Compared to the stage versions, adaptations of musicals for film are a fundamentally different beast. Even leaving aside the philosophical contrast between the protean and ephemeral nature of stage performance and film’s endurance, the fact that big musicals translate into big films means that almost all musical adaptations endure some rejigging for projected mass market appeal.
In Stephen Sondheim’s biggest hit musical, Cinderella, Jack, Little Red Ridinghood and the Baker and his wife get entangled in trouble and with each other in the legendary woods in pursuit of their individual wishes. The film’s gorgeous scenery (including the glorious Dover Castle) and high production values, while perfect from a perspective in which this is yet another big-budget fantasy film, strikes a discord with a musical that is fundamentally about tropes, archetypes and storytelling. More importantly, this expansive and realistic world distracts from the real virtue of the musical, which is Sondheim’s inimitably clever music and lyrics.
When it first emerged Disney would be adapting the musical for the film to target families, I closed my browser in exasperation. Despite Sondheim’s involvement in production and endorsement of the changes, I was afraid that in kiddifying the musical Disney would tame its raw black heart, the knowingly gothic and gothically realist wit that makes the show both recognisably Sondheim and beloved by thousands.
Thankfully, I was mostly wrong. Despite Johnny Depp’s sufficiently creepy Wolf, with most of the deaths cut, the film does lack that hit of darkness the stage show deliberately invokes from its fairy tale sources. Given this, the bits that made it into the film, like Cinderella’s sisters’ blinding and Little Red’s wolfskin cape, can feel out of place.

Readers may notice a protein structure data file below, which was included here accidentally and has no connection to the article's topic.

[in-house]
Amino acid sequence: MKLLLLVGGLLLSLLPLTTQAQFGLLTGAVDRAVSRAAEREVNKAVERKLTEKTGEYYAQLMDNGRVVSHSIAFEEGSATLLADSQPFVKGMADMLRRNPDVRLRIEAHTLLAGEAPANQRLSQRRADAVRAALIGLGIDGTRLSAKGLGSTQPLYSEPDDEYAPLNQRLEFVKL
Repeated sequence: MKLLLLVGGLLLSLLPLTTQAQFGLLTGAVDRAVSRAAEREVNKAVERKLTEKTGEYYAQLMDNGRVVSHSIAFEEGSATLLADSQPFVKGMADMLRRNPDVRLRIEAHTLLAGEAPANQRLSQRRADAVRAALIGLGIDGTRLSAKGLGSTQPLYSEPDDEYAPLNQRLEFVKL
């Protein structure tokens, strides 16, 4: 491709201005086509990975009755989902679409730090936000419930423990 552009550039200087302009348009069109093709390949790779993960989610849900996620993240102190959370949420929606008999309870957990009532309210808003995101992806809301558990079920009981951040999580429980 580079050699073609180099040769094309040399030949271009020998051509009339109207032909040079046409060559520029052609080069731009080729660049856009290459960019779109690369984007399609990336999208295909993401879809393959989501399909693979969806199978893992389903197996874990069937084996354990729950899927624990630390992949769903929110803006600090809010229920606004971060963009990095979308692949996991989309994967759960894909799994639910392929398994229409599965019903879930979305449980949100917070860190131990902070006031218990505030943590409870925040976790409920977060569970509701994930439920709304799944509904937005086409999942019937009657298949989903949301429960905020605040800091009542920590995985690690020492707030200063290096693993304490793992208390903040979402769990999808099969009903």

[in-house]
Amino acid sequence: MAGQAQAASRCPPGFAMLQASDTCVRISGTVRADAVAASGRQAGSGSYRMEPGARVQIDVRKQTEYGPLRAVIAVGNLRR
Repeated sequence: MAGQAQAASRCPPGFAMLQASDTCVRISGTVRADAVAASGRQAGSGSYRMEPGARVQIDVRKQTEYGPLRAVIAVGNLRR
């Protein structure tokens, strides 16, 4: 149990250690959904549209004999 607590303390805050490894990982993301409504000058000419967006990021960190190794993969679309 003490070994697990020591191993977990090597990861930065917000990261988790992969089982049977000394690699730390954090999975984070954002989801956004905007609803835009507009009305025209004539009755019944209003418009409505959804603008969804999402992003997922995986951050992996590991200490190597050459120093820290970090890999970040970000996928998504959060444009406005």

Still, the film remains commendably faithful to the source material, feeling more like a decent abridgement rather than a Frankenstein’s musical. Emily Blunt brings a subtle but attention-grabbing emotion and reality to her role as the Baker’s Wife. Meryl Streep is a magnificently weird and sympathetic Witch. While James Corden and Daniel Huttlestone can’t sing (despite Huttlestone’s time on the London stage and his previous turn in the film of Les Misérables), musical film adaptations aren’t about the singing anyway.
As a stage show, Into The Woods is a story about knowledge, family, desire, and most of all about stories and they way we tell them. As a film, it’s only just more than a fun fairy tale farce the whole family can enjoy. If it was a mistake to choose to aim this film at families rather than adults, at least it’s a happy chance that the resultant 125 minutes is smarter and more nuanced than most Disney fairy tales kids get to see.